Electricians are involved in the generation, transmission, distribution and usage of electricity. They install, repair and maintain electrically operated equipment such as generators, geysers, refrigerators and stoves.
They detect electrical faults and repair them. Repairs may involve replacing fuses, switches, or wires. Once the repair is complete the electrician tests the equipment to ensure that it is working properly. By law, only qualified electricians are allowed to connect cables to electric motors and switchgear and to handle the electrical wiring of all electrically equipped buildings. During the building, for example, of a new factory, an electrician must ensure that the electrical cables are installed.
In the distribution of electricity, electricians supervise the erection of pylons, the connection of high-tension cabling on pylons and ensure the thorough insulation of the pylons. Suitable transformers and switchboards, which reduce the current, must be installed at sub-stations.
Electricians working at power stations install and maintain power generators, including the servicing of electrical meters and transformers. Some perform regular inspections on motors, switchgear and transformers to ensure safe functioning.
Schooling & School Subjects
Grade 9 Certificate. Some employers prefer higher qualifications
There are 3 ways to qualify as a registered artisan:
1. An apprenticeship is a fixed contract between company and apprentice, ranging in duration from between 18 months and 4 years. At the end of the contract, the apprentice writes a trade test leading to professional certification.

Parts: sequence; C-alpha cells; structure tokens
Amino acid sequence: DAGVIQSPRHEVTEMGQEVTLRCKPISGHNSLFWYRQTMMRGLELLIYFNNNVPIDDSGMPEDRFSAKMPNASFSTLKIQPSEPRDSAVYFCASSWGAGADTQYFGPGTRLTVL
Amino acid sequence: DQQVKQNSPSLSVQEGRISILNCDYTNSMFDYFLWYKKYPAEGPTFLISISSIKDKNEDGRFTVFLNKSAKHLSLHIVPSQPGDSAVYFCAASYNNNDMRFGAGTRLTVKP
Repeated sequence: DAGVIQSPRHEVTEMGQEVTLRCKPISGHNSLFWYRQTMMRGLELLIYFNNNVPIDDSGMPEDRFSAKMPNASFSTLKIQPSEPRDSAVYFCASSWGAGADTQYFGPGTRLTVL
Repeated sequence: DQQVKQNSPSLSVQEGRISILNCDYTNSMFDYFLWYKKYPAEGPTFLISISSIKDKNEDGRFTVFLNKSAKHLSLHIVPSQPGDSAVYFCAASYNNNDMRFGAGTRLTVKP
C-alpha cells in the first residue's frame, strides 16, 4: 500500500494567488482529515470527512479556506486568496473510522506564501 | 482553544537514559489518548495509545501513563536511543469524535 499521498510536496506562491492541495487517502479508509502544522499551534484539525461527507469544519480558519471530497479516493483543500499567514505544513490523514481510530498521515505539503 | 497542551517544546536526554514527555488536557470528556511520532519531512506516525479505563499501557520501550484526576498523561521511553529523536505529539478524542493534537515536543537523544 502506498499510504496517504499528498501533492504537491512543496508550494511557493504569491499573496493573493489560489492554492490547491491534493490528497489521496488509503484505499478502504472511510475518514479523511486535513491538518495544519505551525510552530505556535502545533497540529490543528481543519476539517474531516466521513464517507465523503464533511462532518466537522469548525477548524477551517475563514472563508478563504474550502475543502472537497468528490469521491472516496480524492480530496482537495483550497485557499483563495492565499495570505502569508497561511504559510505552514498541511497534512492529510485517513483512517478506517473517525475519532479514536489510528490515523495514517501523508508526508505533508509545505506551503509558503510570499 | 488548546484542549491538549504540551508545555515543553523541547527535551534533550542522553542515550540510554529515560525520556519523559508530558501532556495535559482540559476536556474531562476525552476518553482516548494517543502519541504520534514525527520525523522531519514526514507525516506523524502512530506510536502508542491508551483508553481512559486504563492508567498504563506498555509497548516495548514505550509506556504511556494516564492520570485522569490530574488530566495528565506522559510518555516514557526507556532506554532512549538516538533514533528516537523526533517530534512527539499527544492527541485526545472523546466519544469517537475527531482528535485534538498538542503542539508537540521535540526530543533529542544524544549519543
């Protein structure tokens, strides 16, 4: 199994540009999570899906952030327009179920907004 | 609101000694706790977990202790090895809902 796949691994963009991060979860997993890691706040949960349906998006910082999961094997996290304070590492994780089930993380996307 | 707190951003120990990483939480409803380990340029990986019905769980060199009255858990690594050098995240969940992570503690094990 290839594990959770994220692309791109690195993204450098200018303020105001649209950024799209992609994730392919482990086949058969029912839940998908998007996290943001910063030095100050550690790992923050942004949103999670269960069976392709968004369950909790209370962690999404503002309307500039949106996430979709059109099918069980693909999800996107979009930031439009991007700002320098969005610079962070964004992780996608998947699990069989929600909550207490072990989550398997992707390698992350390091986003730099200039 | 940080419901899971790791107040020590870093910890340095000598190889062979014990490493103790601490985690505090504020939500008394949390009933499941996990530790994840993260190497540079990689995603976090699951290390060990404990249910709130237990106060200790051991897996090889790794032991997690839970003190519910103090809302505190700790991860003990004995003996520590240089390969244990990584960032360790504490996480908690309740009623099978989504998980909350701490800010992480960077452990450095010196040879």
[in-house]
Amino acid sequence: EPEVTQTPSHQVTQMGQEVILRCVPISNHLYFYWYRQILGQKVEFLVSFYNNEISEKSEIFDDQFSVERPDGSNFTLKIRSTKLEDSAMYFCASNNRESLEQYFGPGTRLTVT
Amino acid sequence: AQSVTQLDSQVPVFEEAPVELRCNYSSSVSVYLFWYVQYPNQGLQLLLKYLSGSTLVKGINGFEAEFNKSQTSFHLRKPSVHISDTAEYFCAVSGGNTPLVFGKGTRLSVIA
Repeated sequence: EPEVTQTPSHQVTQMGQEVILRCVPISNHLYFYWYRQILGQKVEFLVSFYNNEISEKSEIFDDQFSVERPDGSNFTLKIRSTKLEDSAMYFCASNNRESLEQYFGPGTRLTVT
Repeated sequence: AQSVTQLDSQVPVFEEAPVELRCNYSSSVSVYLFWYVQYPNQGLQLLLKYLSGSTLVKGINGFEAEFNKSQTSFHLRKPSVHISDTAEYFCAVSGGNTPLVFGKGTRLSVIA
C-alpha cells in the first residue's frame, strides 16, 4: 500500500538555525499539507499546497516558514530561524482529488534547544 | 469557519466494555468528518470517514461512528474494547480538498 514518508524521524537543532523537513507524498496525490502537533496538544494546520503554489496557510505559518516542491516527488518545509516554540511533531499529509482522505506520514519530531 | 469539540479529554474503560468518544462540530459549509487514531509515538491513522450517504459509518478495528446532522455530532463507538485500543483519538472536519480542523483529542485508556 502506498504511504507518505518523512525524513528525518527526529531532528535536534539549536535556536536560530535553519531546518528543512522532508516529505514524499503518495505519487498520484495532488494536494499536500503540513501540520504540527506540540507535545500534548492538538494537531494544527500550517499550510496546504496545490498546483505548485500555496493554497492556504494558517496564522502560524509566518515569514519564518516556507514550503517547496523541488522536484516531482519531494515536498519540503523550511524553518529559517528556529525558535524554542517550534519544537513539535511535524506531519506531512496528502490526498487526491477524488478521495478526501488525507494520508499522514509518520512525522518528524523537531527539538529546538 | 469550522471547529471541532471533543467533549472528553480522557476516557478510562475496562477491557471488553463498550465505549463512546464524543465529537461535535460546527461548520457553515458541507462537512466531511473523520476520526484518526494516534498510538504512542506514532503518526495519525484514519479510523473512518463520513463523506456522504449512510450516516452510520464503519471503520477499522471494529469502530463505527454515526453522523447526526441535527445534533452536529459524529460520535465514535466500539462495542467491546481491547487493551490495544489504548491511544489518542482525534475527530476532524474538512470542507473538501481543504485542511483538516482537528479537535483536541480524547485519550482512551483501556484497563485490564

2. A learnership is a structured learning programme ranging from about a year to 3 years. A learnership comprises theoretical and practical training. Practical training is conducted on site (on the premises of the organisation). This has the advantage that the learner gets experience whilst training.
3. TVET (Technical Vocational Education and Training) Colleges offer theoretical training to prospective artisans via the new National Certificate Vocational (NCV). During this 3-year programme (levels 2 to 4), learners complete a school-leaving certificate (NCV) similar to the new National Senior Certificate (NSC) in schools. They are also exposed to a practical workshop component.
All learners are required to complete a practical internship under the supervision of an experienced artisan. As an alternative to doing the full qualification, a learner can apply to do a skills programme at a TVET College. Skills programmes are short practical hands-on courses.
For more information about qualifications and skills programmes, contact your nearest TVET College. TVET Colleges are accredited and funded by a SETA (Sector Education and Training Authority) such as MerSETA or ChietaSETA. They also receive bursary funding through the National Student Financial Aid Scheme (NSFAS) for the NCV programme.
Prospective construction electricians must complete a course of study in the subject SABS Code of Practice for the Wiring of Premises, with a minimum pass of 50 per cent. Universities of technology offer this course.
To be registered as a construction electrician, a completed course in Specialised Electrical Installation Code, at least 2 years practical experience after registration and a full N3 Certificate are required. This qualification is for the “top of the range/specialist” electrician and it allows the registered person to work in all fields of electrical work.
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